- Gossip is entertainment. As hard as teachers try to make their lessons enthralling, the most interesting thing about school for most kids is…other kids. When something notable happens, it is discussed. If nothing notable happens, stories become embellished.
- Gossip establishes identity. It creates an ‘us vs them’ mentality. Young people are especially drawn to this form of tribalism. They want to fit in and belong. Gossip helps establish membership and define strong boundaries to keep ‘others’ out.
Who gets gossiped about?
The common belief is that gossip happens to everyone and then it moves on. That is often what we tell children when they are suffering, “Don’t worry, they will move on to the next person tomorrow”. The problem is, gossip does discriminate. There is usually more gossip about kids who are socially vulnerable. They may be vulnerable due to poverty, race, sexuality, or any other social discriminator, even just popularity. For example, a teenager who is Indigenous who drinks alcohol will be spoken about differently than their Caucasian peers. It’s not fair.
We have to break this idea that gossip is shared around equally, it isn’t. By saying it is, we invalidate the real discrimination that is going on. Gossip further disempowers those who are already struggling and perpetuates unhelpful stereotypes.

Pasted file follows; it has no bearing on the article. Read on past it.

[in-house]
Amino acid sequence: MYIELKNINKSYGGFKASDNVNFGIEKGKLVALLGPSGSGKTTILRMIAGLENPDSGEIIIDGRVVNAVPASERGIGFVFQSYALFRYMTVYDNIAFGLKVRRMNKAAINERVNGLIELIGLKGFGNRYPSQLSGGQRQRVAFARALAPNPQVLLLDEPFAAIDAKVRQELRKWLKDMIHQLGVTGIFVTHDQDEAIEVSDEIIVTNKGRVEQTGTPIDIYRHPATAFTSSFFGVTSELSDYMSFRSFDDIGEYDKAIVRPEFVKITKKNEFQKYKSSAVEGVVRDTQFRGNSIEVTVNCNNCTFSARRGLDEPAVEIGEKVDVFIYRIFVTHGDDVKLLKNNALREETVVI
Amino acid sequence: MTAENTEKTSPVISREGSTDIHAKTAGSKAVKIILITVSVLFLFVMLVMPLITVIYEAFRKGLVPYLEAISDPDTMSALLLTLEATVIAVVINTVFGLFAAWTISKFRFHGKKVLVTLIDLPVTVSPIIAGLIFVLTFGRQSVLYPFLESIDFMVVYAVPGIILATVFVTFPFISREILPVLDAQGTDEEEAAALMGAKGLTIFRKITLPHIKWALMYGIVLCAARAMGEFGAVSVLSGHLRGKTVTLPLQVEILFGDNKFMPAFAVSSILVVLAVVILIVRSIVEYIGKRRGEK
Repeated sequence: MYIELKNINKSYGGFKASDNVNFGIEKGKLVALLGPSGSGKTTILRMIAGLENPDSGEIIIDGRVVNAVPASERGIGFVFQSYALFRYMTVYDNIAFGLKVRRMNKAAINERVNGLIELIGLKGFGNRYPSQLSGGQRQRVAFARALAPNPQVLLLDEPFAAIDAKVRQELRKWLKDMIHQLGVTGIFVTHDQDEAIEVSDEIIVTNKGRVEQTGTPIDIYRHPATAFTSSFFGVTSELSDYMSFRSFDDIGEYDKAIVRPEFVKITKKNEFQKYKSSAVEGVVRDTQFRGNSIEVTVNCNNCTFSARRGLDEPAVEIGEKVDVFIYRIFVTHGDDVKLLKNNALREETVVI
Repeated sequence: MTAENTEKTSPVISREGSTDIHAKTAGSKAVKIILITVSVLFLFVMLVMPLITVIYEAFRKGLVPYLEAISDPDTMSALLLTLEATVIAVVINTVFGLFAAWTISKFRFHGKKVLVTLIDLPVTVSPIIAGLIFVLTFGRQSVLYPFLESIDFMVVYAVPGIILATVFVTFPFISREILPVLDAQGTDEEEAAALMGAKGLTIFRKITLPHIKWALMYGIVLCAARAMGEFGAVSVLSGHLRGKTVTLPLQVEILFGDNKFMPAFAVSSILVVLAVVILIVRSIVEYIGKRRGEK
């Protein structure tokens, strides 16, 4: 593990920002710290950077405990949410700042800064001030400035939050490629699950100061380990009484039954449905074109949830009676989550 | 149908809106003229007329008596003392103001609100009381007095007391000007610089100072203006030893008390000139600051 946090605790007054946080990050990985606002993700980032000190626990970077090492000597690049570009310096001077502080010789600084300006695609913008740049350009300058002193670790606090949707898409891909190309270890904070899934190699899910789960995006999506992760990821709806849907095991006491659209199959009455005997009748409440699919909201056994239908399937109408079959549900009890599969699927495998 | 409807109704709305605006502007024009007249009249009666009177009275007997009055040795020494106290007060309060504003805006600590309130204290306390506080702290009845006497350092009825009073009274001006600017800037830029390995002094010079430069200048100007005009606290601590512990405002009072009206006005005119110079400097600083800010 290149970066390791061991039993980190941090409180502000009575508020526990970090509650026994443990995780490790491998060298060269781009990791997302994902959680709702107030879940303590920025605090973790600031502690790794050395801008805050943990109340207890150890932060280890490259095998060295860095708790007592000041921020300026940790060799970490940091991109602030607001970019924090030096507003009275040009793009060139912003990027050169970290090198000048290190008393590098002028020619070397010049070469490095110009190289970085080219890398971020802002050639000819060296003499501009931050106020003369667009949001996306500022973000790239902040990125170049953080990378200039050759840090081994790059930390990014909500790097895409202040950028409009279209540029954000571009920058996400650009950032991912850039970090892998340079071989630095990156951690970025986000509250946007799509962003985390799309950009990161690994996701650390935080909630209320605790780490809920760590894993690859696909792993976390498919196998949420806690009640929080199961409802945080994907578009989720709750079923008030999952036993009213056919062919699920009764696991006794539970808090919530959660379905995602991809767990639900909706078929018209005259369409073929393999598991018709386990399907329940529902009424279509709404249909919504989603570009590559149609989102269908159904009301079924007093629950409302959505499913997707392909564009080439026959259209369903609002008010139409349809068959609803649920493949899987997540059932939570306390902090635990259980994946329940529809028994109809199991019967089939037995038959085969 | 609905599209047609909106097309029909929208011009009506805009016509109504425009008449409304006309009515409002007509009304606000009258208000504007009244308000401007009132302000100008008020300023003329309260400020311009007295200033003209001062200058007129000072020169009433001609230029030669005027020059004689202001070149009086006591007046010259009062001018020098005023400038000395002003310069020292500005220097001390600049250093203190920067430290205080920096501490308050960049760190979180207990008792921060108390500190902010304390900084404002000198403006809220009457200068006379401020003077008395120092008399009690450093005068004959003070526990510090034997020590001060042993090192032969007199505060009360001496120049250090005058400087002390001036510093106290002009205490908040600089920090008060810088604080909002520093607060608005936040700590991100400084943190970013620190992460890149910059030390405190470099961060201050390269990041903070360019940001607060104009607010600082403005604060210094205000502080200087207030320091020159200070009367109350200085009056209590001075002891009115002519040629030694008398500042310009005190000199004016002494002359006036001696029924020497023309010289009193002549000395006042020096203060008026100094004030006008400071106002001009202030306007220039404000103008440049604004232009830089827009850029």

How do we change a culture of mean gossip?
- We know that the percentage of gossip that is mean is quite low. However, the culture of a school or workplace will be determined by exactly how small that percentage of mean gossip really is. It is therefore important to talk about gossip and call it out when we see it.
- Knowing how to stop gossip is an invaluable skill. It is not easy for a young person to take control of a situation and do that, especially if they do not have a lot of social influence. However, if you teach them a few comments to use, it becomes much easier. For example:
- Why are you telling me that?
- I’m trying not to gossip so can we talk about something else
- I think we could talk about something nicer
- That’s my friend and I don’t want you to badmouth them
3. If they don’t think they can shut gossip down verbally, teach kids the value of their body language. Tell them, “When someone is gossiping, look away, and don’t say anything. Don’t smile or nod. Say nothing and then change the subject.”
4. Even just acknowledging gossip is a problem and telling children that it won’t be tolerated will put them on notice.
When I think about Carrie, I have no doubt she will be just fine, but I know she will internalise lessons from her experience. The worry is which lessons will she take on? Will she learn not to trust people? Will she learn that you’re never really safe?
Hopefully, she learns that sometimes people act badly, and we feel absolutely awful, but no feeling lasts forever. Hopefully, she learns that she is stronger than she thought. And hopefully, we learn that it is possible to create a better culture for our children.